HIPAA Requirements and Other Regulations Imposed on Medical Software

Mobile technology has been changing our lives in many different ways, and the sphere of healthcare is also experiencing transformations. Health-related apps are especially appealing today for two reasons:

  1. Healthcare is one of the most profitable business sectors (especially in the US and Western Europe).
  2. Modern smartphones and wearables offer great opportunities for medical tracking and data sharing for both patients and doctors.

However, because of red tape, developing mHealth apps isn’t as simple as developing any other type of apps. This is particularly true for the US market, where medical apps fall under the purview of HIPAA regulations pertaining to patient privacy and security of medical data.

Applicable HIPAA regulations must be understood and taken into account prior to the start of healthcare app development. In this article we’ll highlight the criteria that indicate whether or not a particular medical app must comply with HIPAA regulations.

HIPAA regulations

What is HIPAA?

There are two major laws that regulate data security for the medical sector: HIPAA (the Health Insurance Portability Accountability Act) and HITECH (Health Information Technology for Economic and Clinical Health). The latter was written in 2009 and serves as an addition to HIPAA. It adds fines and penalties for non-compliance. In general, if an app is compliant with HIPAA, it will also be compliant with HITECH regulations.

HIPAA is often seen as the most significant document and was introduced in 1996. The tech sector and medical professionals have already worked under HIPAA for many years and understand its implications. But what does it mean now for the emerging domain of medical app development?

HIPAA requirements do not apply to all medical apps and therefore it is crucial to understand which criteria dictate whether or not your app falls under HIPAA regulations before the app is developed.

For example, in our previous article we mentioned medical apps that allow you to share your personal information with doctors through large health and fitness platforms, such as HealthKit and Google Fit, must comply with these regulations. Providers of certain fitness apps (e.g. run trackers), however, do not need to comply. In other words, if an app is designed to store information but not share it, HIPAA rules are not applicable. Let’s explore the subject further.

Which medical apps need to comply with HIPAA rules

There are three major criteria that define whether or not an app will be regulated by HIPAA:

  1. The type of entity that uses the app
  2. The type of data the app generates/stores/shares
  3. The type of software (encrypted or not) that powers the app.

Let’s take a closer look at each of these criteria:

I. Entity (Who Uses the App)

If an app is used by a covered entity, such as a physician, hospital, or health plan, it will most likely need to comply with HIPAA regulations.

For example, if you are planning to design an app that will facilitate doctor-patient interactions, the app will need to comply with HIPAA because a doctor represents a “covered entity” (i.e. the hospital they work for). At the same time, any app that helps a user follow a prescribed medication schedule doesn’t fall under HIPAA because there is no covered entity involved (that is, if the patient inputs information by themselves and a doctor does not see it).

According to the US Department of Health and Human Services the full list of covered entities includes:

  • Health plans
  • Health care clearing houses
  • Health care providers who conduct certain financial and administrative transactions electronically, such as electronic billing and fund transfers, and for which standards have been adopted by the Secretary under HIPAA.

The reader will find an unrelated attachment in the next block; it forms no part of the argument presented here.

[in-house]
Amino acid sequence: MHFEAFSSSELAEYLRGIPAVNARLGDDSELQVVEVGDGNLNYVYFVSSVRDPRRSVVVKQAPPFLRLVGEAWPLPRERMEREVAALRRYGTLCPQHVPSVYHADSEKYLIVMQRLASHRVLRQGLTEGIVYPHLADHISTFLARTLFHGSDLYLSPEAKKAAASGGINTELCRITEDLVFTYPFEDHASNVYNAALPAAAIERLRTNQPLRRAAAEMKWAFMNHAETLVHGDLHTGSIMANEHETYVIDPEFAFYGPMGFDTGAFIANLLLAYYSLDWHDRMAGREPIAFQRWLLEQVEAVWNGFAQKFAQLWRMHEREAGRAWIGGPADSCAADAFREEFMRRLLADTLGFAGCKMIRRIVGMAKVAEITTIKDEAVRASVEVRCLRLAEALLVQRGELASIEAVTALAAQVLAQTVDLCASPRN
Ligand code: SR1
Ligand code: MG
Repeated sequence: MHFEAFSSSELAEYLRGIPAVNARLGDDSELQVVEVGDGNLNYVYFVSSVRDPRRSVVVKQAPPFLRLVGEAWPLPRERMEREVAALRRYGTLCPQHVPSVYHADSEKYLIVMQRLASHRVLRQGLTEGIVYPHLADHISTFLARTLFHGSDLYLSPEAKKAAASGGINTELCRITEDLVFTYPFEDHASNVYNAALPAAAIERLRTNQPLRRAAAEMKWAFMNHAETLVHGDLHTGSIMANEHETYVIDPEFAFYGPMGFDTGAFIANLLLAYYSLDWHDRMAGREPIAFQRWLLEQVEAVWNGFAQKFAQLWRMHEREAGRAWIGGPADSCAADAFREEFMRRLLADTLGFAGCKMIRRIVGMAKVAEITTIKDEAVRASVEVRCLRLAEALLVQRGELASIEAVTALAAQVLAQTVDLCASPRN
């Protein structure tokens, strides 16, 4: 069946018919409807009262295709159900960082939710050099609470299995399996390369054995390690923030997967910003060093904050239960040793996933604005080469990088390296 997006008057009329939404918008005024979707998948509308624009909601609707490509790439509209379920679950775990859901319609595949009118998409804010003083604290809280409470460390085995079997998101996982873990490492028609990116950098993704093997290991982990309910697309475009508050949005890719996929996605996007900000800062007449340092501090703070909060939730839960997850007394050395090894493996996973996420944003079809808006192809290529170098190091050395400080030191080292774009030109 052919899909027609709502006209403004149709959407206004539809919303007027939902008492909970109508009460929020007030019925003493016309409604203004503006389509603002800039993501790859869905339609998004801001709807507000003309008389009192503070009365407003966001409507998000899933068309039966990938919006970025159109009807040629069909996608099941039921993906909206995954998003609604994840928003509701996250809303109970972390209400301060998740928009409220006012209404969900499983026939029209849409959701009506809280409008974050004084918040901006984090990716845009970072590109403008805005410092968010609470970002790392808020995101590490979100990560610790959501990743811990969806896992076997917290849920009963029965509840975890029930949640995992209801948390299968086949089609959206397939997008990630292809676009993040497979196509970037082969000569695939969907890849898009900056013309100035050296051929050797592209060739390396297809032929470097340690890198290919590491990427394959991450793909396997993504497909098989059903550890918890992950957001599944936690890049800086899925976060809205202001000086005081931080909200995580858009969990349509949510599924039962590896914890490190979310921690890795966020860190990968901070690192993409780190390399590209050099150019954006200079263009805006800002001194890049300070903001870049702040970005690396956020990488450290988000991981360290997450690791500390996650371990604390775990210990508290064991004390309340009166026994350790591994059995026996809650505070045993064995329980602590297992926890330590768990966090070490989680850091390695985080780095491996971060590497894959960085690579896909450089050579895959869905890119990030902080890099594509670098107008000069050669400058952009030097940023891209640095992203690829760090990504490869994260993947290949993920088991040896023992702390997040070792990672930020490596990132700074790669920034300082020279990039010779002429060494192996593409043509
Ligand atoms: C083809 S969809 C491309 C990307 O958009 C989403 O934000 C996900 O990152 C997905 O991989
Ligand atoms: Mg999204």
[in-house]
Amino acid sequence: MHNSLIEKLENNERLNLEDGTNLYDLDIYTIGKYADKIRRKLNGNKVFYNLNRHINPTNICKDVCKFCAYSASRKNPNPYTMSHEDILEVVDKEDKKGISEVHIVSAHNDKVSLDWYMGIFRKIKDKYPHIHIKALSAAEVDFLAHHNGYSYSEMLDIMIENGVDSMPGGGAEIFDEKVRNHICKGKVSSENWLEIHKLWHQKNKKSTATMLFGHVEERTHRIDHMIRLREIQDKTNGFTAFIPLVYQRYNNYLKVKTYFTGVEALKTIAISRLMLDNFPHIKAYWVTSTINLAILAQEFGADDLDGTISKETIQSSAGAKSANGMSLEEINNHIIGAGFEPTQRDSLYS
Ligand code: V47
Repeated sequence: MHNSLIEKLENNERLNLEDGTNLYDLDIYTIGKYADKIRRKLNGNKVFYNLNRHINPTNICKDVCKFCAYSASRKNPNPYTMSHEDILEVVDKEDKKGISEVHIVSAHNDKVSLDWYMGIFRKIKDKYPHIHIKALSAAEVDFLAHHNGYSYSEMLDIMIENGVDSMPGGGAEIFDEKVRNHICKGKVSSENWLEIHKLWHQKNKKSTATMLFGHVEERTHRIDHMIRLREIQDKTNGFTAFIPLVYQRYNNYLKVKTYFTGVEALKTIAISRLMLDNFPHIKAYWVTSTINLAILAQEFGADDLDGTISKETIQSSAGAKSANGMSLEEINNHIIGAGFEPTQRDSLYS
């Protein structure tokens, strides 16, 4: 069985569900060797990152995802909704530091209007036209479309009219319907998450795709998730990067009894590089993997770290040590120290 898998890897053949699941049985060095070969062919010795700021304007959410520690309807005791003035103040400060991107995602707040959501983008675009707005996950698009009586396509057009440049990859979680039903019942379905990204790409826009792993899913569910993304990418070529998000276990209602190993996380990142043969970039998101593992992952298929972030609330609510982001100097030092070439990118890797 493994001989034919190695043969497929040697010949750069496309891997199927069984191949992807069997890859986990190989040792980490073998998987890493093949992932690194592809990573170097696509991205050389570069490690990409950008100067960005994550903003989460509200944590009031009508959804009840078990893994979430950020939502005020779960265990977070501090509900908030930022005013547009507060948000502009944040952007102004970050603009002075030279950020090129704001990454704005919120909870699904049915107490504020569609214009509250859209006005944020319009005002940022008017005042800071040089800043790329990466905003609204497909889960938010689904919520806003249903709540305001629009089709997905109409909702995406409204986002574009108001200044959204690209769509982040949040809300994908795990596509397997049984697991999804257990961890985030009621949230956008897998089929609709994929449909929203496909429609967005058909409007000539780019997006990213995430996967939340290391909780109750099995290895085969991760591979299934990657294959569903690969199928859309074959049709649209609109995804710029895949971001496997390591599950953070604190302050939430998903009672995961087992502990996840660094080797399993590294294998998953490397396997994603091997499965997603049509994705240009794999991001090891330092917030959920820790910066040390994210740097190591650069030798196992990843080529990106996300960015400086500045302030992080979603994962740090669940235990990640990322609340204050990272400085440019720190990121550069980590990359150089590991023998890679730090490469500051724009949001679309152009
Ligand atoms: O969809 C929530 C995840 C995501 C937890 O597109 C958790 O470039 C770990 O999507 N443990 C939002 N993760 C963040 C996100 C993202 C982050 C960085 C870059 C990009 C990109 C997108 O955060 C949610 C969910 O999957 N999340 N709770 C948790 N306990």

The above-listed “covered entities; are bound by the privacy standards even if they contract with others (called “business associates”) to perform some of their essential functions. The law does not give the US Department of Health and Human Services (HHS) the authority to regulate other types of private businesses or public agencies with this regulation. If you need to check whether a particular entity will be regulated by HIPAA, you should look at these US government guidelines.

hipaa regulations for building healthcare apps

II. Data

HIPAA is primarily interested in what is called Protected Health Information (or PHI), which is any information in the medical record that can be used to identify an individual and also data that was created, used, or disclosed in the course of providing a health care service such as diagnosis or treatment.

The PHI may include personal data, facial images, fingerprints, or voiceprints, and can be associated with medical records, biological specimens, biometrics, and data sets. Direct identifiers of the research subjects in clinical trials can also be considered as the PHI.

HIPAA regulations allow researchers to access and use PHI when they need to conduct studies such as in a clinical trial. However, HIPAA only affects research that uses, creates, or discloses the PHI that will be entered into the medical record, or will be used for healthcare services such as treatment, payment, or operations.

Only when personal data is connected with medical data does it become PHI.

According to the US Department of Health and Human Services, there are 18 classes of personal information that (in combination with health data) constitute the PHI. Here is the full list:

  1. Names
  2. All geographical subdivisions smaller than a State, including street address, city, county, precinct, zip code, and their equivalent geocodes
  3. Dates directly related to an individual, including birth date, admission date, discharge date, date of death
  4. Phone numbers
  5. Fax numbers
  6. Emails
  7. Social Security numbers
  8. Medical record numbers
  9. Health plan beneficiary numbers
  10. Account numbers
  11. Certificate/license numbers
  12. Vehicle identifiers and serial numbers, including license plate numbers